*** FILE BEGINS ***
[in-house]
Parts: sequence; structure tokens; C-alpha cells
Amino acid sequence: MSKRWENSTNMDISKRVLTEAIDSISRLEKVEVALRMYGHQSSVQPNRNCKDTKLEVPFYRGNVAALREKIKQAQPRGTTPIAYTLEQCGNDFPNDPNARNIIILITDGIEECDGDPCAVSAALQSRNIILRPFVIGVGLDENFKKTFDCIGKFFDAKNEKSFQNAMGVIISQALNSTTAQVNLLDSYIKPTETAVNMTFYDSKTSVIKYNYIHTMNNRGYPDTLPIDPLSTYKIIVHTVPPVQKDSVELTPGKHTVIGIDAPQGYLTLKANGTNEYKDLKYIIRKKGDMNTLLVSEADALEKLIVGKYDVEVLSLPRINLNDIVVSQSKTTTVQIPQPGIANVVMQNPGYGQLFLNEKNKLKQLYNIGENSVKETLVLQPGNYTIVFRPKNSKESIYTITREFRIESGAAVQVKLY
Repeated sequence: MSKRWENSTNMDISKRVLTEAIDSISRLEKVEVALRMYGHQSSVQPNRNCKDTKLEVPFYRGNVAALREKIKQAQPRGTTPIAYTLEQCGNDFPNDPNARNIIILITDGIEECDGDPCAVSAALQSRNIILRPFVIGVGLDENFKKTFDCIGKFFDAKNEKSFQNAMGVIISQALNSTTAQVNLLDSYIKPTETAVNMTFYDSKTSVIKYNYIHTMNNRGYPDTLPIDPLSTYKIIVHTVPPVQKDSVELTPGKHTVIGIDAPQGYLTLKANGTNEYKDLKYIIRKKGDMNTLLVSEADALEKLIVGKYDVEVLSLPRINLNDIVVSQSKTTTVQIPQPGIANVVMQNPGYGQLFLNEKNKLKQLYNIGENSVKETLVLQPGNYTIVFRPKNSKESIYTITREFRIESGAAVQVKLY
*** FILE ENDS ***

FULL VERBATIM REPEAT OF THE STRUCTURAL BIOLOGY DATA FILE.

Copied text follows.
[in-house]
Parts: sequence; structure tokens; C-alpha cells
Amino acid sequence: MSKRWENSTNMDISKRVLTEAIDSISRLEKVEVALRMYGHQSSVQPNRNCKDTKLEVPFYRGNVAALREKIKQAQPRGTTPIAYTLEQCGNDFPNDPNARNIIILITDGIEECDGDPCAVSAALQSRNIILRPFVIGVGLDENFKKTFDCIGKFFDAKNEKSFQNAMGVIISQALNSTTAQVNLLDSYIKPTETAVNMTFYDSKTSVIKYNYIHTMNNRGYPDTLPIDPLSTYKIIVHTVPPVQKDSVELTPGKHTVIGIDAPQGYLTLKANGTNEYKDLKYIIRKKGDMNTLLVSEADALEKLIVGKYDVEVLSLPRINLNDIVVSQSKTTTVQIPQPGIANVVMQNPGYGQLFLNEKNKLKQLYNIGENSVKETLVLQPGNYTIVFRPKNSKESIYTITREFRIESGAAVQVKLY
Repeated sequence: MSKRWENSTNMDISKRVLTEAIDSISRLEKVEVALRMYGHQSSVQPNRNCKDTKLEVPFYRGNVAALREKIKQAQPRGTTPIAYTLEQCGNDFPNDPNARNIIILITDGIEECDGDPCAVSAALQSRNIILRPFVIGVGLDENFKKTFDCIGKFFDAKNEKSFQNAMGVIISQALNSTTAQVNLLDSYIKPTETAVNMTFYDSKTSVIKYNYIHTMNNRGYPDTLPIDPLSTYKIIVHTVPPVQKDSVELTPGKHTVIGIDAPQGYLTLKANGTNEYKDLKYIIRKKGDMNTLLVSEADALEKLIVGKYDVEVLSLPRINLNDIVVSQSKTTTVQIPQPGIANVVMQNPGYGQLFLNEKNKLKQLYNIGENSVKETLVLQPGNYTIVFRPKNSKESIYTITREFRIESGAAVQVKLY